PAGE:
João Vieira's work was entitled “Metabolic consequences of diet-induced insulin resistance on plasma metabolites and insulin-dependent regulation of brain energy metabolism“. Enming Zhang and Peter Spégel were reviewers at the half-time review.
Abstract for the announcement:
Obesity substantially increases the risk of metabolic and cardiovascular diseases, such as type 2 diabetes (T2D) and stroke. A profound perturbation of the blood metabolite levels is expected in obesity models. Using proton nuclear magnetic resonance spectroscopy and mass spectrometry as metabolomics tools, we aim at identifying metabolite concentration shifts in blood of individuals developing vascular dementia upon obesity or diabetes, during the development of obesity in high-fat diet (HFD)-fed mice, as well as during recovery after experimental stroke. Unbiased metabolomics will contribute to a comprehensive characterization of metabolic signatures, and open ways for the establishment of new tools for predicting comorbidities associated to obesity and T2D.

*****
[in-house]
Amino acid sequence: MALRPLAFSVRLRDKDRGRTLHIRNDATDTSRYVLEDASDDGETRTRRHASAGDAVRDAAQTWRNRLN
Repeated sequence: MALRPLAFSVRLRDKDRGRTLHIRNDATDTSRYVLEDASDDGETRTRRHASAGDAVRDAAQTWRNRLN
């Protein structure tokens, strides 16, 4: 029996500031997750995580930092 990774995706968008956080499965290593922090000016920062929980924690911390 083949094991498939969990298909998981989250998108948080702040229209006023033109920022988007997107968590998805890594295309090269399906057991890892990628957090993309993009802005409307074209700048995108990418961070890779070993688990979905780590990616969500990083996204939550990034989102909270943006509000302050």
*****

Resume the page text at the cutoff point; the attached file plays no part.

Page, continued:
On the other hand, obesogenic diets lead to insulin resistance, and brain insulin signalling is likely impaired. Insulin signalling is necessary for normal brain function, and diet-induced insulin resistance contributes to neurological complications of diabetes. In HFD-fed mice, we further investigate brain insulin signalling, and aim at understanding how insulin resistance in brain cells leads to shifts in brain energy metabolism. By understanding the loss of metabolic control by insulin in the brain, we might identify new ways to afford neuroprotection.